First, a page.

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Landscapes of Knowledge

  • David N. Livingstone
Part of the Knowledge and Space book series (KNAS, volume 3)

Abstract

Space is rapidly becoming a central organizing principle for making sense of scientific knowledge. The recently published third volume of The Cambridge History of Science, which deals with “Early Modern Science” (Park & Daston, 2006b), is indicative. Its editors have chosen to devote nine chapters to such subjects as markets, piazzas, and villages; houses and households; libraries and lecture halls; courts and academies; anatomy theaters and botanical gardens; and coffeehouses and print shops. All are interrogated as critical sites of scientific knowledge. This emphasis, standing in marked contrast to earlier heroic narratives of scientific progress and great-name history, enables the editors to speak of the ways in which what they call the “geography of changes in natural knowledge closely tracked that of religious, military, and economic developments” (Park & Daston, 2006a, p. 7). And it raises profound questions that go beyond the mere charting of place-based activities.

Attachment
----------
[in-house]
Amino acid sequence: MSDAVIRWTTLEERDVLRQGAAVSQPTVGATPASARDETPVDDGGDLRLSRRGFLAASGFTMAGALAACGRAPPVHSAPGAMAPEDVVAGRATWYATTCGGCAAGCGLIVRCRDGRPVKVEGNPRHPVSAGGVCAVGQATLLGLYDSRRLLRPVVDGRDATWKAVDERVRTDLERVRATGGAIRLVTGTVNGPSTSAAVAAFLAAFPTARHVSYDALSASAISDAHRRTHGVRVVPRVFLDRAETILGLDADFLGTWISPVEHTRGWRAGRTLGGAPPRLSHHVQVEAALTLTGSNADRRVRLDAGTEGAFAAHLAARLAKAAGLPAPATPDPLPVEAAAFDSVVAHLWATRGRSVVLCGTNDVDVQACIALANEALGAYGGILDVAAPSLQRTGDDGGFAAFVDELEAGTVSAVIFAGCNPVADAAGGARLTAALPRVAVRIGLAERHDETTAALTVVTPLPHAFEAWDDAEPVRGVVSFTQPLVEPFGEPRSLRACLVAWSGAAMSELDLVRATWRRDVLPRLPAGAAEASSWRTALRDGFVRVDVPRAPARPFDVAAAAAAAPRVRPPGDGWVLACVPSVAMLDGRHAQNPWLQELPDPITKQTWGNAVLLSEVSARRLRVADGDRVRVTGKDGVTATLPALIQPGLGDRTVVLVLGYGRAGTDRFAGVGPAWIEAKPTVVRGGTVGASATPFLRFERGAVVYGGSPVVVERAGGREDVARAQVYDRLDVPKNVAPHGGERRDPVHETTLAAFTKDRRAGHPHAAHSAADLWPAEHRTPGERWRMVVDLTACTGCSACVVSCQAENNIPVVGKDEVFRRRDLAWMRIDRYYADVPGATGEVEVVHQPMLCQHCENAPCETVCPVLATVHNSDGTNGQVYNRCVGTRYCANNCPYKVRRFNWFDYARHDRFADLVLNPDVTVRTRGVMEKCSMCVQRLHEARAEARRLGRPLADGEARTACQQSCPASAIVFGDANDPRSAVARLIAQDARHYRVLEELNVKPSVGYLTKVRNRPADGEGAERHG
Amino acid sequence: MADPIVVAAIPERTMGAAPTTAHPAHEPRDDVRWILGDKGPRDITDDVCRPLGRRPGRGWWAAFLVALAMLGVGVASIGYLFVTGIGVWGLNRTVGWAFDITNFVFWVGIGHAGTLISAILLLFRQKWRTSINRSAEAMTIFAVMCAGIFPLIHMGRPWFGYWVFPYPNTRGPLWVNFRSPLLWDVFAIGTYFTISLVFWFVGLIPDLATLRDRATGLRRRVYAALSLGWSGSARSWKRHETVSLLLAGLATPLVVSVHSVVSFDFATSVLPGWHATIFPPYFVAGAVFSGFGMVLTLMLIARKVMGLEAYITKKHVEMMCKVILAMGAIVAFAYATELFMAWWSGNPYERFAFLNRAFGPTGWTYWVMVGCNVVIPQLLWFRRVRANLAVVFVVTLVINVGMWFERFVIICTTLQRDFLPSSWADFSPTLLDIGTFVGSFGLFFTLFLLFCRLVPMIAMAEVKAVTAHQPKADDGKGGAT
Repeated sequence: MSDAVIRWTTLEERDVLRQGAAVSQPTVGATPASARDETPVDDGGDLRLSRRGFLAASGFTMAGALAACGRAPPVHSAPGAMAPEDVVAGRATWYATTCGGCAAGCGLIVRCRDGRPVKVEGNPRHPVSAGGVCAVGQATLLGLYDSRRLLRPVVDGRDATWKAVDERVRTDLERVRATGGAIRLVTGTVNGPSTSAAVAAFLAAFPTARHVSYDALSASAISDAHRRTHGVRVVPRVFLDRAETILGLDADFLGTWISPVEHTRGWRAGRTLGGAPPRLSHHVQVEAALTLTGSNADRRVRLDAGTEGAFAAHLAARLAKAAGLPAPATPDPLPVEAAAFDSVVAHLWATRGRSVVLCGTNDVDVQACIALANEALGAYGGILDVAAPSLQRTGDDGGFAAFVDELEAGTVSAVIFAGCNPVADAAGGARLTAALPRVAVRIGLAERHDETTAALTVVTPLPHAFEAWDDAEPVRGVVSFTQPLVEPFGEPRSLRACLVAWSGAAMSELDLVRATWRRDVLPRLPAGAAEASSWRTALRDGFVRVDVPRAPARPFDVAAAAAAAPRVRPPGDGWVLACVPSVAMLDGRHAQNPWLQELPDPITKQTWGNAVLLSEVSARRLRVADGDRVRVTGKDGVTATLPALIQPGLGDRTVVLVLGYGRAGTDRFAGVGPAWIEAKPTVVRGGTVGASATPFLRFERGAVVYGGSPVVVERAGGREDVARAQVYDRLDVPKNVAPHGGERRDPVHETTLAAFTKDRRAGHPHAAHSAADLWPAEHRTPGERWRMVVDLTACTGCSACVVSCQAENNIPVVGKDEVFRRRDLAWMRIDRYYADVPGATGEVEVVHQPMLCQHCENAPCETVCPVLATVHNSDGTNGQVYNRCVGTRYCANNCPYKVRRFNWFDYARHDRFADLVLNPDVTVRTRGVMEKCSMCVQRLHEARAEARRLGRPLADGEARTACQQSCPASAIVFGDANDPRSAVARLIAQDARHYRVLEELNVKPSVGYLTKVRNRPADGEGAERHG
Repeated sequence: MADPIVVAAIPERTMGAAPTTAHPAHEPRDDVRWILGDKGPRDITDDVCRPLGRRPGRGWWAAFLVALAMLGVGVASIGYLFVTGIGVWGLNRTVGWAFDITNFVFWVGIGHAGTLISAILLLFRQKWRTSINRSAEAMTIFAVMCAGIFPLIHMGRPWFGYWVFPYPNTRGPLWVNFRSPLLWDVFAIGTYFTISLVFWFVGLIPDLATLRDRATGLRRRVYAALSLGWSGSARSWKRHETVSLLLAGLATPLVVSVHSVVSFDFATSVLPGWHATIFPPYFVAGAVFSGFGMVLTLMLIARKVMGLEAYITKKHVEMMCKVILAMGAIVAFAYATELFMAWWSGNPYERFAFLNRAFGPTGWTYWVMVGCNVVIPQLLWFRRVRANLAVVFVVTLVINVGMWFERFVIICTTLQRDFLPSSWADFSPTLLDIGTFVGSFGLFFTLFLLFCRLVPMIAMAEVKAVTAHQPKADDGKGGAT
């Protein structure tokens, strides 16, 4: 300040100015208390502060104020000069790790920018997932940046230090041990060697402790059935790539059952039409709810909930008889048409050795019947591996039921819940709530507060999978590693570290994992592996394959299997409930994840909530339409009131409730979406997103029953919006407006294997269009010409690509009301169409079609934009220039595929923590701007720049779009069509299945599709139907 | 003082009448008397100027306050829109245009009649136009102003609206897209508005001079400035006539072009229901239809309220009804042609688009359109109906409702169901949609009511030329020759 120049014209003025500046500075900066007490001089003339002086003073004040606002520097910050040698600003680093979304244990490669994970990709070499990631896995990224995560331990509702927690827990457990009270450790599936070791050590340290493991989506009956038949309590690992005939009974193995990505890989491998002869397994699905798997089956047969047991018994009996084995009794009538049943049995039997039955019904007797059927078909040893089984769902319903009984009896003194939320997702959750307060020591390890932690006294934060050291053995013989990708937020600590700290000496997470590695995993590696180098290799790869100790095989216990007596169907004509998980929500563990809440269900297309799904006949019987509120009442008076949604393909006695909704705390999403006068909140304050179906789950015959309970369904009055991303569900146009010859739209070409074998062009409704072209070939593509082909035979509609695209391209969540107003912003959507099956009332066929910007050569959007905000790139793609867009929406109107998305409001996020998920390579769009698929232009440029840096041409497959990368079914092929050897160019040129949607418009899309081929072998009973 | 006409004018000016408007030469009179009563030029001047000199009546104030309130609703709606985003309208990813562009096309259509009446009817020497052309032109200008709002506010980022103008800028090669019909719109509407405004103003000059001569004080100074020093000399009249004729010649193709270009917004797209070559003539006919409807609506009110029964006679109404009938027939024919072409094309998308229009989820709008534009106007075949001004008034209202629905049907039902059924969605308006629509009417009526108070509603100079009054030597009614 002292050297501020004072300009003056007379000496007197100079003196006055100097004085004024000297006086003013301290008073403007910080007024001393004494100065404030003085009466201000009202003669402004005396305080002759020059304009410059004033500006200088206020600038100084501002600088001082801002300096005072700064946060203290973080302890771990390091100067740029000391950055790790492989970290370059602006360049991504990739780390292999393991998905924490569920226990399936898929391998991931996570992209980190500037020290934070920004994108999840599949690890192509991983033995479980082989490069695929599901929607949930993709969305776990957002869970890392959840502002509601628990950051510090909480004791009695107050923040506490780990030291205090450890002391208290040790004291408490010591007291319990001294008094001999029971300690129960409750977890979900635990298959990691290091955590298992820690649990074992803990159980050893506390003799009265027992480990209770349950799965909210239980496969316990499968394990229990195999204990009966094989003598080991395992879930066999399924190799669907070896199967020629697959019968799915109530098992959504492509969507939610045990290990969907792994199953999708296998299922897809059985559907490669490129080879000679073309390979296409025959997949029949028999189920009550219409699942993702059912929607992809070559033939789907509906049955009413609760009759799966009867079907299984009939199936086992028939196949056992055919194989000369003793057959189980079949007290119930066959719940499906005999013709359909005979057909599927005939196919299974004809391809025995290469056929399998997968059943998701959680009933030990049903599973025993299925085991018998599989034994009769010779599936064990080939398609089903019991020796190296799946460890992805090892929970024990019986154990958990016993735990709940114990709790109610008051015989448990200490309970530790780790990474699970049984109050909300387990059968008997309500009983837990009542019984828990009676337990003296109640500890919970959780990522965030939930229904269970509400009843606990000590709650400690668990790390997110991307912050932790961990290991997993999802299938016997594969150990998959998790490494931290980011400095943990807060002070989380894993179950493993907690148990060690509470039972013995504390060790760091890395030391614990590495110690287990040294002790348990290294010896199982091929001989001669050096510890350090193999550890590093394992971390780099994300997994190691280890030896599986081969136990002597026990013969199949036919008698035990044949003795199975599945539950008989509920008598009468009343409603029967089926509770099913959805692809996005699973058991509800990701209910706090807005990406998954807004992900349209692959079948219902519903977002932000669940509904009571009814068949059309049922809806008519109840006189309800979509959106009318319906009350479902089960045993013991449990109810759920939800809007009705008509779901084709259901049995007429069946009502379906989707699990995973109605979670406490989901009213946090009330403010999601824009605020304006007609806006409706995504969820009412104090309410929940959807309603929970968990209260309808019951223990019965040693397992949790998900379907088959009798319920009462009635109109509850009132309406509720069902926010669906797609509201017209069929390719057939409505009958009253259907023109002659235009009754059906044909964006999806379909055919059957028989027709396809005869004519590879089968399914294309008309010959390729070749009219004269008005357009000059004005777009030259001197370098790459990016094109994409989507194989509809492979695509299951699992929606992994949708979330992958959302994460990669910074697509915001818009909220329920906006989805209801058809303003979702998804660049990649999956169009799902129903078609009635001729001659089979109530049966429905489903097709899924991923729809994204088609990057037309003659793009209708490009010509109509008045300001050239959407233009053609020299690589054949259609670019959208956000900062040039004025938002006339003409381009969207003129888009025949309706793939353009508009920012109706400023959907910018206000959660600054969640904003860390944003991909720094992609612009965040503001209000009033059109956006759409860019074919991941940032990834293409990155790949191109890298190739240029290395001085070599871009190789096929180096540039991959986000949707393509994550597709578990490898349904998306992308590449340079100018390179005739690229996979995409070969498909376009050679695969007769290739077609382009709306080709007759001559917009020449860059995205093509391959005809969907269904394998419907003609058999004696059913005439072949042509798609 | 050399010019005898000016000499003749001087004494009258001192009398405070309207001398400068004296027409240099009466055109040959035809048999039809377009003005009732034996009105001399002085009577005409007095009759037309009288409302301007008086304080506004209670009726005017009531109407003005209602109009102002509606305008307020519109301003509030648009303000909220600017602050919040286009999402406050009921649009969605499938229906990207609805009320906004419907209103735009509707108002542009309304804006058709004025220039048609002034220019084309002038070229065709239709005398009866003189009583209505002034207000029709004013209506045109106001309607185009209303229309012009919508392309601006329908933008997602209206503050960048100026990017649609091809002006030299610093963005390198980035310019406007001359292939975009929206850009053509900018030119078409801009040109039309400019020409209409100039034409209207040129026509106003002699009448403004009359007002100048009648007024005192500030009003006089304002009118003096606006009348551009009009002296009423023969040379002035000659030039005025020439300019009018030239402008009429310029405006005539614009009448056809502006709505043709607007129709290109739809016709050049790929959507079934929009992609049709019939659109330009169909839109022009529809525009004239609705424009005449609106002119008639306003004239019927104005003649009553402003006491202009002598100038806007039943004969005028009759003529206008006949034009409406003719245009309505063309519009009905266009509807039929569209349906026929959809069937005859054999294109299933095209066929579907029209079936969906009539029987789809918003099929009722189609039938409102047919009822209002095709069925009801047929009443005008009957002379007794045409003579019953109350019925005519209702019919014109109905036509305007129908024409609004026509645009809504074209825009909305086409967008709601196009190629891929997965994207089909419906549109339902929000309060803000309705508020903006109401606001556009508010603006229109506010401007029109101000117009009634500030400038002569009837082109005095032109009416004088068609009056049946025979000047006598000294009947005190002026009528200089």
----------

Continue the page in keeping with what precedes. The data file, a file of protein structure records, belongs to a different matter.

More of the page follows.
Keywords

Scientific Knowledge Cultural Politics Speech Space British Association Political Ecology 
These keywords were added by machine and not by the authors. This process is experimental and the keywords may be updated as the learning algorithm improves.

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Copyright information

© Springer Science+Business Media B.V. 2010

Authors and Affiliations

  1. 1.School of GeographyQueen’s University BelfastBelfastNorthern Ireland

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